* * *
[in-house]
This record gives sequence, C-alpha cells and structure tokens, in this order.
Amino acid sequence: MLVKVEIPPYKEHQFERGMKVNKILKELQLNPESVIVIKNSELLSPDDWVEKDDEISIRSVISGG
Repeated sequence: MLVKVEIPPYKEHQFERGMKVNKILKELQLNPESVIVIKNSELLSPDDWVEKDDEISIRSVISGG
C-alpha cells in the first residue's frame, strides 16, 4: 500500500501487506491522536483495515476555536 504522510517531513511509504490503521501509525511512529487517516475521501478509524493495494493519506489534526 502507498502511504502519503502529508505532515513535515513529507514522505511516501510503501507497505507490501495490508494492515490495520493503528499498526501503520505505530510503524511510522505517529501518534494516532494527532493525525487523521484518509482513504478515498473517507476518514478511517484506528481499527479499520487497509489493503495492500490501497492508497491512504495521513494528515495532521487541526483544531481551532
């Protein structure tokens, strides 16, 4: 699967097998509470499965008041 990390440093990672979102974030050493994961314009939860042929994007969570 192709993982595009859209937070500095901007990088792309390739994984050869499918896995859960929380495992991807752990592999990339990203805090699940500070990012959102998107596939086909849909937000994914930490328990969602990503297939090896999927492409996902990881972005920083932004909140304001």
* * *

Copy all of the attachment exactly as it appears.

[in-house]
This record gives sequence, C-alpha cells and structure tokens, in this order.
Amino acid sequence: MLVKVEIPPYKEHQFERGMKVNKILKELQLNPESVIVIKNSELLSPDDWVEKDDEISIRSVISGG
Repeated sequence: MLVKVEIPPYKEHQFERGMKVNKILKELQLNPESVIVIKNSELLSPDDWVEKDDEISIRSVISGG
C-alpha cells in the first residue's frame, strides 16, 4: 500500500501487506491522536483495515476555536 504522510517531513511509504490503521501509525511512529487517516475521501478509524493495494493519506489534526 502507498502511504502519503502529508505532515513535515513529507514522505511516501510503501507497505507490501495490508494492515490495520493503528499498526501503520505505530510503524511510522505517529501518534494516532494527532493525525487523521484518509482513504478515498473517507476518514478511517484506528481499527479499520487497509489493503495492500490501497492508497491512504495521513494528515495532521487541526483544531481551532
């Protein structure tokens, strides 16, 4: 699967097998509470499965008041 990390440093990672979102974030050493994961314009939860042929994007969570 192709993982595009859209937070500095901007990088792309390739994984050869499918896995859960929380495992991807752990592999990339990203805090699940500070990012959102998107596939086909849909937000994914930490328990969602990503297939090896999927492409996902990881972005920083932004909140304001």